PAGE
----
Categorical variables were summarized as frequency (%) and compared between hospital survivors and non-survivors using chi squared tests. Continuous variables were expressed as mean ± standard deviation or median with interquartile range (IQR) as appropriate. Continuous variables were compared using t-tests for parametric data or Wilcoxon analysis for nonparametric data. It was determined that 175 patients would provide 80% power to detect a two-fold increased risk of hospital mortality for a given variable, assuming 40% nonsurvivors and an alpha level of 0.05. Baseline, epidemiologic, and treatment variables were initially assessed by univariable analyses. Variables associated with and clinically relevant to the dependent outcome of increased hospital mortality with a p-value ≤ 0.1 were included in multivariable analysis. In the event that two related variables were determined to have a p-value <0.1 (such as gram positive infection and Staphylococcus aureus infection), the more specific variable was included in multivariable analysis. To promote a reliable multivariable model, the authors decided a priori to adjust the multivariable model for the following variables: APACHE III score (severity of illness), DNR in case of cardiac arrest status (preference of care), enrollment after implementation of a SRT in the study ICU, timing of appropriate antimicrobial therapy, and compliance with non-antimicrobial elements of the sepsis resuscitation bundle (processes of care). Only cumulative mortality rates were estimated using Kaplan-Meier methodology to describe mortality at week 1 and 2 after septic shock recognition. Multivariable logistic regression analysis was performed to identify independent predictors of hospital mortality. A p-value of <0.05 was considered statistically significant in multivariable analysis. Data were analyzed using JMP software, version 9.0.1 (Cary, NC).

Results

Of the 1304 episodes of septic shock evaluated, 491 patients had at least one positive microbiologic culture and 224 met inclusion and exclusion criteria (Figure 1). APACHE III score was the only baseline characteristic statistically associated with hospital mortality by univariable analysis (Table 1). Fifty-eight of 224 patients died in the hospital, and the cumulative mortality rates within 1 and 2 weeks were 12.1%, 18.75%, respectively. The maximum observed length of stay was 164 days, whereby the cumulative mortality rate was 39.2%. The median length of stay was 8 days, and the median time to death for patients who died in the hospital was 6.5 days (IQR 2-15 days). Epidemiologic and clinical characteristics of the bacteremic infections are summarized in Table 2.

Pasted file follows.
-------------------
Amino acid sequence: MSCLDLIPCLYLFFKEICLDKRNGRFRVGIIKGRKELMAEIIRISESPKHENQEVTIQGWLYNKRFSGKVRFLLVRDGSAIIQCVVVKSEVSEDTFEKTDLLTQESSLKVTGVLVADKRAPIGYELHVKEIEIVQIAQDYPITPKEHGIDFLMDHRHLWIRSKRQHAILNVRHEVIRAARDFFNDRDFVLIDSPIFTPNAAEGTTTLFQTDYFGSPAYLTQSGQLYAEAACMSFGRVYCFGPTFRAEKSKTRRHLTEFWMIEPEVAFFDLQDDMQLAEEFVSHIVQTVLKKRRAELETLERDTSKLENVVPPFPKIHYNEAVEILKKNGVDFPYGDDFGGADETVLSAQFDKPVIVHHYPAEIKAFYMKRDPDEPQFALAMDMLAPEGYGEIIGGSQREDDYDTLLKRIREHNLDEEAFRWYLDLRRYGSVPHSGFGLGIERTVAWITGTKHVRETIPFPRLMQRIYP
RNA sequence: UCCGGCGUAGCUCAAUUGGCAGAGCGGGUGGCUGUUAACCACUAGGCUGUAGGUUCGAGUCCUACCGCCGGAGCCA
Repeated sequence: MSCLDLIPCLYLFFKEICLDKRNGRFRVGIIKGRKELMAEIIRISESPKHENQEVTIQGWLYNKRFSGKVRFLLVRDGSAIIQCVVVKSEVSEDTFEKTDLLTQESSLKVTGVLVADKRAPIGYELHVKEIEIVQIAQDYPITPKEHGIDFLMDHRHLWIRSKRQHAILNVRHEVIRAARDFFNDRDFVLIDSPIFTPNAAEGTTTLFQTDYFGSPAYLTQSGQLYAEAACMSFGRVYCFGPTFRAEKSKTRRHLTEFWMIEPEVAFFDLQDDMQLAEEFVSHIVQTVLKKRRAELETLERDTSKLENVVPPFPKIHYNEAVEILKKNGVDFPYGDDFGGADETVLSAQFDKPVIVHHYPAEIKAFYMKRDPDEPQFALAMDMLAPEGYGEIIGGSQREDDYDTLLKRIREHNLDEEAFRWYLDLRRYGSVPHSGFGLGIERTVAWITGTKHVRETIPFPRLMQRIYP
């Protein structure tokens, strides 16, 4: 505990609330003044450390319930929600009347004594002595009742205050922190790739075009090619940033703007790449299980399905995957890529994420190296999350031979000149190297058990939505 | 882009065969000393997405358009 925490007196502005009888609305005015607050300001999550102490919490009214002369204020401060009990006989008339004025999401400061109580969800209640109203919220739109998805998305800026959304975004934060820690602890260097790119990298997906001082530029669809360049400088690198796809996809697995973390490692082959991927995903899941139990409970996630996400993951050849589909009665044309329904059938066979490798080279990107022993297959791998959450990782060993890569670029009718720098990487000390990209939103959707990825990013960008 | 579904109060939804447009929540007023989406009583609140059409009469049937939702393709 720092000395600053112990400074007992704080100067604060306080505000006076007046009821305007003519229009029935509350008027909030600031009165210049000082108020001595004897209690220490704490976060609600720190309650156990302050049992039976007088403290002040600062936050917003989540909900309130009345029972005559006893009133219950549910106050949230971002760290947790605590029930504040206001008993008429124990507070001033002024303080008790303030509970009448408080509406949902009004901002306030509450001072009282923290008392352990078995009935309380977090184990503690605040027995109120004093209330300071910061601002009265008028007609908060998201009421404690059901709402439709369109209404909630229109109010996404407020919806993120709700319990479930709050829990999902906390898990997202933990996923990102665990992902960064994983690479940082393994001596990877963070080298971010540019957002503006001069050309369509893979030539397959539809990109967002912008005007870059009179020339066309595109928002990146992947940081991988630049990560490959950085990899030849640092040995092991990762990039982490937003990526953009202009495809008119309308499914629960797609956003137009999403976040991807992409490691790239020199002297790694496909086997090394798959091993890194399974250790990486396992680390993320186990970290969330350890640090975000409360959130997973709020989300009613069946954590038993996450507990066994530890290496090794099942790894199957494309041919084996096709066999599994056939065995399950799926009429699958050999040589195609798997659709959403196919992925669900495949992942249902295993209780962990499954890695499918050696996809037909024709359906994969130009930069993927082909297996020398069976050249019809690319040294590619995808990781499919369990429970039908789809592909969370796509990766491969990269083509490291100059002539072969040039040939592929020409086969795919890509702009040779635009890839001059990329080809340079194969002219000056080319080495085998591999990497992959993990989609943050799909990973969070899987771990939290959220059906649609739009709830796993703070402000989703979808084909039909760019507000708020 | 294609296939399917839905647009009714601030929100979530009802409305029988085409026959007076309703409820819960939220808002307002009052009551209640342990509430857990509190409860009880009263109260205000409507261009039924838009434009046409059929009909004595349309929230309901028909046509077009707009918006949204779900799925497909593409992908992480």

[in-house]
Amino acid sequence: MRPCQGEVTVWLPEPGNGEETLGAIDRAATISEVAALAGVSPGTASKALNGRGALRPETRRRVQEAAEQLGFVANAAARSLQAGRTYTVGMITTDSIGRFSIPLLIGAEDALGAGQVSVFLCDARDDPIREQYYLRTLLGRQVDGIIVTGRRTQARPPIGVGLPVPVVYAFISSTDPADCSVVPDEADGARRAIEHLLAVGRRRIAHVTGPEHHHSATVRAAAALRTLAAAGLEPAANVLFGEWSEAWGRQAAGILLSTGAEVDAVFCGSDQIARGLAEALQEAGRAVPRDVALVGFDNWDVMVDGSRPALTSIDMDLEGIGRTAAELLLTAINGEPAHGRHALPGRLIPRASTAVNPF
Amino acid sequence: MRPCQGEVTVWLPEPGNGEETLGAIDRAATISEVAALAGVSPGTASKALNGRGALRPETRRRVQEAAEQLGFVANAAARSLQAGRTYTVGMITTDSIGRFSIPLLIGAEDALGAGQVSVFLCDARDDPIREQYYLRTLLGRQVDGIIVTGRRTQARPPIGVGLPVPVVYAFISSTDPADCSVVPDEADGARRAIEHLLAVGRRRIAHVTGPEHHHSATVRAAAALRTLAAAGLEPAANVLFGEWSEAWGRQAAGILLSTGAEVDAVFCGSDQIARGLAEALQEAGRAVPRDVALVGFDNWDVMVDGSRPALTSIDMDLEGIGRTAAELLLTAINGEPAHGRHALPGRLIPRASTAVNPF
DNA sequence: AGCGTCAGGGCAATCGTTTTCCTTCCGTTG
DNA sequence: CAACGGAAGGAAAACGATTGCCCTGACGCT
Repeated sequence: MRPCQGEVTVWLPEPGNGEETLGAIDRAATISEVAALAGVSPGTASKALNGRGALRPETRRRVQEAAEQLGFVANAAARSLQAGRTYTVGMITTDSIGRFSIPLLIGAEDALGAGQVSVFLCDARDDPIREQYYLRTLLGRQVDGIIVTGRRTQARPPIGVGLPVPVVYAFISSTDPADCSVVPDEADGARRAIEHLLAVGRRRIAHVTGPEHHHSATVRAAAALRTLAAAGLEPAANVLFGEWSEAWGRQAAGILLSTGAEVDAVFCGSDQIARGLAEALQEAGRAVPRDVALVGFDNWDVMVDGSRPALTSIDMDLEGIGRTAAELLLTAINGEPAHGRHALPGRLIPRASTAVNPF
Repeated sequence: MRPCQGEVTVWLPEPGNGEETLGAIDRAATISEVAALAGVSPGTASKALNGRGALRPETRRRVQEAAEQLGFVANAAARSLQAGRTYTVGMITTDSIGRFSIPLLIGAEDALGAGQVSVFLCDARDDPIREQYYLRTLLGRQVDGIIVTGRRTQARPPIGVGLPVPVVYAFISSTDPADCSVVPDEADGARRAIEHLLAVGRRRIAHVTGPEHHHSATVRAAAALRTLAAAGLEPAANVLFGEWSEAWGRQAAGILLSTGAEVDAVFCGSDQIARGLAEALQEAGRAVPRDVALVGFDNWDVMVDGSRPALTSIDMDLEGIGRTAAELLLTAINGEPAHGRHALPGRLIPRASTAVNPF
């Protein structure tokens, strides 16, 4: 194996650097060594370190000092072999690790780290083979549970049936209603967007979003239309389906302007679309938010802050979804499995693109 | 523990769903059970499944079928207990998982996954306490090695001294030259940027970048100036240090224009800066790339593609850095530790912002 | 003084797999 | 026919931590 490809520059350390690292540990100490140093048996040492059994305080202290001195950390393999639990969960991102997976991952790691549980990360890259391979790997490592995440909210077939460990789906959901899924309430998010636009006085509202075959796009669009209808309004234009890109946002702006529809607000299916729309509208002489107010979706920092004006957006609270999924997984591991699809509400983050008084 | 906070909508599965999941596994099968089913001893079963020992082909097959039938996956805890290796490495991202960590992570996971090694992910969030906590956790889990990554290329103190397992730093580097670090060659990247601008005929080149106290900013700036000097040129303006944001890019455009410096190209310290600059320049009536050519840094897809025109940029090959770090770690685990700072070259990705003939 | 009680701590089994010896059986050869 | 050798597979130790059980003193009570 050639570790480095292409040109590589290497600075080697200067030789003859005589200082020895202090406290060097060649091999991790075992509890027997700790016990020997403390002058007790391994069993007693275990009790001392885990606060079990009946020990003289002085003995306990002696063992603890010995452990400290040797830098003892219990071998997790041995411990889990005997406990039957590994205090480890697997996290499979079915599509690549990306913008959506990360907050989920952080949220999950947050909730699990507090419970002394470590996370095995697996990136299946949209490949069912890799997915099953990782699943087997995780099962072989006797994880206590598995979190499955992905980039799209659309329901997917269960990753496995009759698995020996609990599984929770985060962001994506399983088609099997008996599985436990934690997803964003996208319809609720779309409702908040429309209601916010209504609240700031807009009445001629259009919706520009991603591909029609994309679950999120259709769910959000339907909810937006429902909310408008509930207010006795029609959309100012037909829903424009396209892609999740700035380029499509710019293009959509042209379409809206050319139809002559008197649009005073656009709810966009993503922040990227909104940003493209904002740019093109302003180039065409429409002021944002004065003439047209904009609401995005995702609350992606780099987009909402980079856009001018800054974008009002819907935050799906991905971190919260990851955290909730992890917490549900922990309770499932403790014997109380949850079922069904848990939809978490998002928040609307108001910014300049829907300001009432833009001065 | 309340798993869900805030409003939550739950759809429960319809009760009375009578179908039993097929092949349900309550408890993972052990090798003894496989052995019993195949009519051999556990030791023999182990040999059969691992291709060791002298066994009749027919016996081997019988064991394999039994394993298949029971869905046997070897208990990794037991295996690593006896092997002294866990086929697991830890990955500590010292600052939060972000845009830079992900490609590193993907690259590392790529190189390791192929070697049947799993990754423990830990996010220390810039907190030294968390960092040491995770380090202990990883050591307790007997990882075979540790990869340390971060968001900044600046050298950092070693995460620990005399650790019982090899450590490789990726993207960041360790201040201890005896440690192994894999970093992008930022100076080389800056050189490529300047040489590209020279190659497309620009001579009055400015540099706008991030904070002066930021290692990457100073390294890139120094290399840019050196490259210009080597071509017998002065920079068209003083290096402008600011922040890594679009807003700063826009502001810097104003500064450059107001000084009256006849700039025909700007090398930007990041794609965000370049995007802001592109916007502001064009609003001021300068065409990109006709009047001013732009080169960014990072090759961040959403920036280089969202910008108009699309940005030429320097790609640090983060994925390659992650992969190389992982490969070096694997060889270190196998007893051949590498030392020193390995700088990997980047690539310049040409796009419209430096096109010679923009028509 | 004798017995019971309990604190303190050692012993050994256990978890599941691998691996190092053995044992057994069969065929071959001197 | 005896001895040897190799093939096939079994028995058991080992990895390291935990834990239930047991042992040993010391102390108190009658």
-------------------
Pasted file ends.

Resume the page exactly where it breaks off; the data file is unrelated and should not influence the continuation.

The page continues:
thumbnailFigure 1. Cohort development.

Table 1. Baseline characteristics

Table 2. Epidemiologic and clinical characteristics of the 224 included patients and their relationship to hospital mortality

The impact of each antimicrobial on hospital mortality was analyzed independently during univariable analyses (Table 2). Vancomycin, fluoroquinolones, and piperacillin/tazobactam were the most frequently prescribed antimicrobials, administered to 84%, 77%, and 52% of patients, respectively. Patients receiving appropriate antimicrobial therapy within 1 hour were evenly distributed between hospital survivors and non-survivors (p = 0.328). The median time to appropriate antimicrobial therapy for the entire cohort was 0 hours (IQR 0-1.0, minimum 0 hours, maximum 23.0 hours), but the median time to appropriate antimicrobial therapy was statistically different between groups (Table 2). Metronidazole was the only antimicrobial agent associated with increased hospital mortality upon univariable analysis (Table 2). Secondary analyses revealed that patients who received metronidazole had no statistically significant differences in the following variables when compared to those not receiving metronidazole: age, baseline serum lactate, IA source of infection, source control procedures for IA infection, utilization of CRRT within 48 hours, APACHE III score, or requirement of vasopressors (analysis reports not shown).